By: Zach Brendza | Features Editor
Growing up as a pastor’s son playing in a Wilkinsburg church, Duquesne senior Brett Williams learned to play in front of crowds.
He just didn’t expect to be spending the fall semester of his last year in college touring the world as the keyboard player for renowned jazz artist Marcus Miller in gigs from the Netherlands to Poland to Japan.
“At first it was very surreal. Like, ‘What, I’m actually doing this?’” Williams, a piano performance major, said. “Getting to see the world in half of the year is kind is ridiculous.”
Miller, 54, known in jazz circles as one of the most talented bassists in the country, has recorded with Eric Clapton, Paul Simon and Aretha Franklin among others. But he needed a keyboard player for his latest tour.
Williams, 22, scored the break of his young career when other artists recommended him for the job. Miller hired him before he ever heard him play.
“At first, I was very, kind of star-struck [by] Marcus. But the more I got to know him, man; he’s the most down to earth guy ever. He’s kind of like that favorite uncle that you have,” Williams said. “You just rap to him about anything.”
From June until mid-December, Williams toured Europe and Asia, playing at music festivals with the likes of The Roots, Sting and Robert Glasper.
Williams has been playing gigs since he was 9. His first one earned him $150 for playing a “handful of tunes” at a wedding. But last summer was his first time out on the road. With someone like Miller, who has played with jazz legends like Miles Davis, there was an adjustment period.
“It’s nice being able to make connections and friends [with people] that are on my iPod,” Williams said. “After meeting some of these people you get the confidence to go up and be like, ‘Hey, what’s up?’ The part about it is you just got to be normal. They’re just normal guys.”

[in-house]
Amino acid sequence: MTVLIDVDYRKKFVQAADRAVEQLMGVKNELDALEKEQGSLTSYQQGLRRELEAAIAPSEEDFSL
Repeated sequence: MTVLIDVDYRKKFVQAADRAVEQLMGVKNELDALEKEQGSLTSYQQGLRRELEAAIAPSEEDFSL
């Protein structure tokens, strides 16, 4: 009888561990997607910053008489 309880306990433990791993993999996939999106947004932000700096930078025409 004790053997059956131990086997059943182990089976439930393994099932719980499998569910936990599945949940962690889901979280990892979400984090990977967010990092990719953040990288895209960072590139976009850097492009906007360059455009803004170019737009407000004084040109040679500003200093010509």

While Williams might not be at the same level as Miller yet, they were both playing with major jazz artists at the age of 21. Miller started playing with Miles Davis, the same age Williams was when he started to tour with Miller.
But age is irrelevant for Williams. At 22, he has four recorded albums. At age 14, he opened for jazz saxophonist David Sanborn at Hartwood Acres, playing for 20,000 people. At age 4, he was taking piano lessons from his preschool teacher before naptime.
“We noticed that he had a gift at about [age] 2. I kind of took a notice to the rhythm,” said Chett Williams, Brett’s father.
The Williams family would go to restaurants, only having so much time to get in and out with then-toddler Brett. He would be pounding on the table with forks and knives, drumming to whatever tune was on the loud speaker. Chett Williams would substitute the silverware with straws to keep the table percussion quiet.
And there were Sundays in Wilkinsburg at the non-denominational Covenant Church on Andrews Drive where Williams drummed and his dad preached.
“I grew up in the church, that’s really the first musical influence [I had],” Williams said. “I was exposed to a lot of music at a very young age.”
Being a “PK” or pastor’s kid, Brett was influenced by church life, with “God first, family second” being his family’s mantra. But more specifically, Brett was inspired by church music, which he cited as one of his musical influences.
Sean Jones, associate professor of jazz in the Mary Pappert School of Music, met Williams, then a student at Hampton High School, at Covenant Church and quickly formed a bond.
“In some ways he reminds me of me when I was young,” Jones said.
Jones never really gave him lessons in music. Instead they talked about life. Jones saw the two of them as a “big brother, little brother.”
“I grew up in the church, [learning how to] play, improvise and all that. I was going to go to school and sharpen my skill,” Jones said. “Brett is doing that same thing.”
Williams and Jones have shared the stage together, too. Jones played in Williams’ senior recital Sunday. Jones also toured with Marcus Miller and Williams during the tour’s first leg.
“There are always a few exceptional people, people that are gifted with no work ethic. People who have work ethic and no talent,” Jones said. “Brett has great work ethic and great talent.”
With his work ethic and connections he’s made, Williams isn’t stopping with one tour. He wants to write music for movies and play live with someone like Justin Timberlake or Bruno Mars.
“I want to keep traveling. I want to keep playing. I want to keep getting my hands dirty,” Williams said.